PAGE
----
[Top][All Lists]

[Date Prev][Date Next][Thread Prev][Thread Next][Date Index][Thread Index]

[ft-devel] Supersampling of TrueType fonts, or: slight native hinting

From: Nikolaus Waxweiler
Subject: [ft-devel] Supersampling of TrueType fonts, or: slight native hinting
Date: Thu, 5 May 2016 15:27:19 +0200
User-agent: Mozilla/5.0 (X11; Linux x86_64; rv:45.0) Gecko/20100101 Thunderbird/45.0

Hey list,
so as the new subpixel hinting code will hopefully soon be mainlined, I found something else to distract me from stem darkening: Keeping these damn TrueType fonts from snapping stems to full pixels like in the bad old GDI days. I'm opening a new thread here so that mails on the topic don't get lost elsewhere.

# What's the problem?
TrueType's explicit programming model leaves the result of hinting completely up to the designer. Font designers have long targeted Windows GDI environments with all of it's idiosyncrasies and limitations, which made strong distortions of the original outlines necessary. The newer DirectWrite gives designers much more room to archive a good compromise between sharpness and design fidelity, but older fonts are typically not updated to use the new possibilities. Even new font families like Source Sans Pro, Acumin and Ubuntu are still programmed to perform well in GDI and no effort was made to strive for higher design fidelity through DirectWrite. This typically means that stems are snapped to full pixel widths. See -> Ubuntu Regular, original hinting. Observe the jumping stem thickness as the size goes up.

This is irritating because FreeType has been using a fundamentally different (coverage-based) rasterization mechanism for years that makes all the GDI contortions unnecessary while still looking very good. See the above sample again. According to Dave Arnold of Adobe, the contributed CFF engine does not honor all Type1 hinting concepts, e.g. stem snapping, because it simply isn't necessary for FreeType.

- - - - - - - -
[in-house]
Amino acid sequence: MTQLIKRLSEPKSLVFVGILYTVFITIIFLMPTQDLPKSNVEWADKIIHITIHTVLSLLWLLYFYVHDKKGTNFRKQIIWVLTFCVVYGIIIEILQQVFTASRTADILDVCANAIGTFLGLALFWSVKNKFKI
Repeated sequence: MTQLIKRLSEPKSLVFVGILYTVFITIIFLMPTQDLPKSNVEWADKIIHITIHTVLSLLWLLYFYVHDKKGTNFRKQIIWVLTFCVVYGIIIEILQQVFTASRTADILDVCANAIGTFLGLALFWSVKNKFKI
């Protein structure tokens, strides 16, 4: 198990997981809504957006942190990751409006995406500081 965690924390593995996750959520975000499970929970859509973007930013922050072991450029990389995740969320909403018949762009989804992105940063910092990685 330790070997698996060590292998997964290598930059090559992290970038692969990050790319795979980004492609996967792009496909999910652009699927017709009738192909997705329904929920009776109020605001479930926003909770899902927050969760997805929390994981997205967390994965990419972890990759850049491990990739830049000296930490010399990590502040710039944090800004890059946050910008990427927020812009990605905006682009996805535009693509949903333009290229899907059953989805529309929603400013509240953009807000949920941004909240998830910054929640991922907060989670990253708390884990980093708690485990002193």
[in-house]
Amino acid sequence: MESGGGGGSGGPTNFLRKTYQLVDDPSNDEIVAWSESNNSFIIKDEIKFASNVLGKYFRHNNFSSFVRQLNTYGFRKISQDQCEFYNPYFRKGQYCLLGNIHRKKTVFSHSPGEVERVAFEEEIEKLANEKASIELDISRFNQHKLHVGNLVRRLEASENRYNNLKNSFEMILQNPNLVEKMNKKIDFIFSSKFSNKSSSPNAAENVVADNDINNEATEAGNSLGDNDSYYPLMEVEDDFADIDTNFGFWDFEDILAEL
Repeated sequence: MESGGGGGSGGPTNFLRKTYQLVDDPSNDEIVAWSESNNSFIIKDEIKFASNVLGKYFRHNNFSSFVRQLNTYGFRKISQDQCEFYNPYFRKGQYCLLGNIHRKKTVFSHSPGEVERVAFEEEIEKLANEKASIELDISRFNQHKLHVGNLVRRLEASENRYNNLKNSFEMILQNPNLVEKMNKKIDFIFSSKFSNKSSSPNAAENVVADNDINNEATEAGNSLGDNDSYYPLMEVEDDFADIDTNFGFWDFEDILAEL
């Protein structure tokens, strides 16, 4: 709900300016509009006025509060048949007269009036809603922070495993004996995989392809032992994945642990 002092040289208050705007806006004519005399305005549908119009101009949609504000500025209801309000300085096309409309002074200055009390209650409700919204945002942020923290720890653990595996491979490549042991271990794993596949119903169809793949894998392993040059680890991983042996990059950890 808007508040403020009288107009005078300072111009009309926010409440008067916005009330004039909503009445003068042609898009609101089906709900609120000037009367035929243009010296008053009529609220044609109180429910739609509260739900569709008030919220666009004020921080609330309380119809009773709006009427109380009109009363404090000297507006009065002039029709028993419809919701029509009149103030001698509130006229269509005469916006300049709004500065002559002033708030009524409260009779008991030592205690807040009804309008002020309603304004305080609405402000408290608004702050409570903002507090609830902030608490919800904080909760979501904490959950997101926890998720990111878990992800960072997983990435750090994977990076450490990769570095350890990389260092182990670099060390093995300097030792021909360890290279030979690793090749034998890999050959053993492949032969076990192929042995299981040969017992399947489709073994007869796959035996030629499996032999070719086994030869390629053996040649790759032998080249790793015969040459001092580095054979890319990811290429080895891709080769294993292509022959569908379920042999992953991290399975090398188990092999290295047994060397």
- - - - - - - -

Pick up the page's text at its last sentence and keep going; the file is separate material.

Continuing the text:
This leaves us with a gigantic pile of TrueType fonts that render worse than they could.

# Possible solutions
Microsoft uses a 6x1 (x, y) supersampling approach to display fonts, which takes care of vertical stems but won't do anything for horizontal ones. An alternative 6x5 approach may be used at bigger sizes to smoothen the y-axis. Adobe uses a 6x2 approach in CoolType to smoothen stems to 50% coverage instead of full pixels. The new minimal subpixel hinting code solves the problem for the x-axis by simply ignoring all hints for the x-axis, but won't help for the y-axis.

I want to find a way to get fonts off their full-pixel snapping. Some approaches I have through of:

- Use a form of supersampling. I'm not sure how to do that. Since FT subdivides a full pixel into 64x64 subpixels, I tried modifying the rounding functions and halving CVT cut-in and minimum distance when on the y-axis. The results are underwhelming (outer edges of stems not aligned to pixel grid at various sizes) and glitchy. Another approach would be to double the size of a glyph before hinting and downscale later, although I don't know how to do that yet.

- Modify IUP[y] to go through all touched points and look for stems whose edges were snapped on both sides to reset the inner edge. It would then get picked up by IUP and follow the outer edge. This would result in a 'slight' native hinting mode. The downside is that this would probably be very difficult to generalize and would need stem-detection machinery.

Anybody have any ideas?

reply via email to

[Prev in Thread] Current Thread [Next in Thread]